The Philippine judiciary, particularly the Supreme Court, is now under fire for a plagiarism case involving one of the high court’s justices, Mariano del Castilo. In a decision recently handed down en banc, the court absolved del Castillo of the charges — first exposed by the venerable publication Newsbreak — that del Castillo, in writing the court’s decision on the case of the so-called “comfort women” in the Philippines, lifted verbatim parts of the papers of three legal experts. Not only did del Castillo plagiarize the papers — he also twisted the meaning of the original in order to support a contrary view.
The court en banc still absolved del Castillo by saying there was no malicious intent on his part when he lifted parts of the papers without attribution and that, besides, Microsoft Word did not flag him about it!
Needless to say, the scandal has seriously threatened the credibility of the Supreme Court, or whatever is left of it.
However, I get the feeling that the firestorm the scandal created seems to focus only on the Supreme Court, as if only lazy magistrates are capable of committing plagiarism. A Newsbreak blogger, in her attempt to put plagiarism in context, cited plagiarism cases in media outlets in the US. Fine, but it only reinforced the notion that plagiarism is not common in the Philippines, which is contrary to reality.
One can argue that this is neither here nor there because, truth be told, if there’s one branch of government that should be exalted for probity and ethics, it should be the high court. Plagiarizing other people’s work simply exposes a weakness in the individual that can threaten the whole institution.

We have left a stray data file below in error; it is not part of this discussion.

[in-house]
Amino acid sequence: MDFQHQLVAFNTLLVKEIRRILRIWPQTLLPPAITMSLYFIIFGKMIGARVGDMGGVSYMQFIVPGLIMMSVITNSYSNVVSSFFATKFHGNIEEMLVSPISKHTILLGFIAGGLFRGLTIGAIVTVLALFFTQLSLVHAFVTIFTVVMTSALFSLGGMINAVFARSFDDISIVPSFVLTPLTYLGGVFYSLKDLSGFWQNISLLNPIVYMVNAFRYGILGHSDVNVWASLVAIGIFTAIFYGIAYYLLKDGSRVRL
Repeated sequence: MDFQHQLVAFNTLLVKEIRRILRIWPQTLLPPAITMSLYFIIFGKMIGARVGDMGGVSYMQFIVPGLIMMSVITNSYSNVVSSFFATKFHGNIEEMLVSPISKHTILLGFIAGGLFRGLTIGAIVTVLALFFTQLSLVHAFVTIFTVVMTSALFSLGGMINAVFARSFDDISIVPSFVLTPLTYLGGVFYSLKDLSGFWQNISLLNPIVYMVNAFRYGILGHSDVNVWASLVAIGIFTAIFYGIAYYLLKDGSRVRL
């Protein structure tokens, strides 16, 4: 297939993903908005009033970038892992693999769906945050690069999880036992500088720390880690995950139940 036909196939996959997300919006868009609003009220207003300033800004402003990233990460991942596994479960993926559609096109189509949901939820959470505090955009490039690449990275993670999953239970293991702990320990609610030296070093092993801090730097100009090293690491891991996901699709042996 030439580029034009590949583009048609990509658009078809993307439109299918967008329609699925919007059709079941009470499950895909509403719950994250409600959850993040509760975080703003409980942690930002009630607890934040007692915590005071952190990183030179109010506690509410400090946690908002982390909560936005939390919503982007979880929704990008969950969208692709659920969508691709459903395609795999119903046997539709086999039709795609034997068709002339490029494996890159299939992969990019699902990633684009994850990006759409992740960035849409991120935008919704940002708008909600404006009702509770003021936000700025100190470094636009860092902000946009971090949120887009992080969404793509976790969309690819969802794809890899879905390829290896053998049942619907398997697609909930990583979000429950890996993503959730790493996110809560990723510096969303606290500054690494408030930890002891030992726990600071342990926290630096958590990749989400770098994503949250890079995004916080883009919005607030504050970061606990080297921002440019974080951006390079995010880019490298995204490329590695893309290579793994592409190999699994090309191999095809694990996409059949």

Be that as it may, plagiarism is common in the Philippines. A quick search on Google would yield interesting and some recent instances.
* Manuel Pangilinan, the Filipino business tycoon who owns the largest telecommunications company, a broadcast network and a several other business, plagiarized the work of several people — among them JK Rowling, President Obama — for his graduation speech at the Ateneo de Manila University.
* Filipino bloggers have complained about plagiarism within their ranks and it seems plagiarism is a major concern in universities now.
* A lifestyle columnist at the Philippine Star, Mayenne Carmona, was accused of plagiarizing a New York Times story.
As far as I know, no major fallout in these instances has been reported, except in the case of Pangilinan, who recognized what he called as a lapse by his speechwriter and offered to resign from the board of Ateneo. The others are still there, unpunished and could potentially commit the same crime in the future.
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